AT&T has made it a little easier for smartphone users who were frustrated over the company throttling their service on "unlimited data" plans. But many subscribers view the move with skepticism.
The new policy replaces a previous approach where AT&T throttled “service when subscribers entered the heaviest five percent of data users for that month and that area,” according to a report from The Associated Press.
Subscribers complained their data service was throttled after reaching two gigabytes of use. The old policy was confusing – and many users complained it was unfair, too, according to news reports.
Last year, AT&T stopped offering the "unlimited data" plans, though subscribers who had signed up for it kept it if they wanted to.
"Our unlimited plan customers have told us they want more clarity around how the program works and what they can expect," AT&T said in a statement Thursday when announcing the new plan.
Under the new plan, subscribers with a 3G or 4G smartphone – who have “unlimited data” – will have speeds reduced if they use 3GB gigabytes of data or more in a single billing cycle, according to an AT&T's statement. In addition, subscribers with a 4G LTE smartphone – who have “unlimited data” – will have speeds reduced if they use five gigabytes or more in a single billing cycle, AT&T adds.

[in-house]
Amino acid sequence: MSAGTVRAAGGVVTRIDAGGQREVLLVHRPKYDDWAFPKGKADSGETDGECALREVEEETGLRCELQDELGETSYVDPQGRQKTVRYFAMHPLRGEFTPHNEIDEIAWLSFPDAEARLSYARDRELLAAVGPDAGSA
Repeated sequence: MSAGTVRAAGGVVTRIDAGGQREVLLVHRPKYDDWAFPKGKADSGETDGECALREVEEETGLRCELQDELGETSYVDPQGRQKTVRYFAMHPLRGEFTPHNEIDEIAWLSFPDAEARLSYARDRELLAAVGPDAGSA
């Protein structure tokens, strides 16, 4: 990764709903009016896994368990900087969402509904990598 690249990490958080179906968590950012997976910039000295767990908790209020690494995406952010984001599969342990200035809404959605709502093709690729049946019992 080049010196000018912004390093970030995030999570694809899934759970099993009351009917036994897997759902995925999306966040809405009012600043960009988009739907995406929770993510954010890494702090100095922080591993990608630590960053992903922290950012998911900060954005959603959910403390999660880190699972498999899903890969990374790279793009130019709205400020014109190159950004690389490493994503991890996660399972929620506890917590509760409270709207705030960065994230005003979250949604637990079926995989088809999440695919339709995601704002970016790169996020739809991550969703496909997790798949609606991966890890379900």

AT&T also points out that mobile data use continues to “skyrocket” and there is “scarce” spectrum available – which is an apparent explanation of why the revised policy is not more generous. AT&T suggested recently if it were able to have acquired T-Mobile USA for $39 billion there would have been less congestion of networks and its subscribers would have benefited, according to news reports. The deal was blocked by regulators.
The new policy from AT&T comes shortly after a California judge awarded user Matt Spaccarelli $850, because his "unlimited" service was slowed down, according to a report from The AP carried by TechZone360. AT&T is expected to appeal the ruling, and a class action suit from the ruling was unlikely, The AP report adds.
But despite the changes from AT&T, many subscribers remain angry with the company for the lack of a true unlimited data plan. “I don’t think this is going to make any of AT&T’s unlimited data customers happy. It’s just smoke and mirrors,” says one subscriber, Jane Foody, who is leading a petition effort against the company on Change.org.
"Who is AT&T trying to fool?" Foody added. "An unlimited plan is an unlimited plan – not a 3 gigabyte plan. I paid for unlimited data, and no amount of AT&T's corporate-speak will get me and the 11,000 people who've joined my Change.org petition to back down until we get what we've paid for."
There are 50 petitions on Change.org urging providers to cease throttling download speeds on unlimited data plans.
Other providers are targeted, too. In contrast to AT&T – or Verizon – Sprint’s “unlimited data” plan is not throttled, according to The AP. The Wall Street Journal reported that AT&T new policy impacts some 17 million unlimited data plan subscribers.
An “average” smartphone user will use some 435 megabytes of data a month, according to Read Write Web, citing data from Nielsen. The user would need to use up about seven times that to reach the 3 gigabyte level from AT&T, Read Write Web adds.
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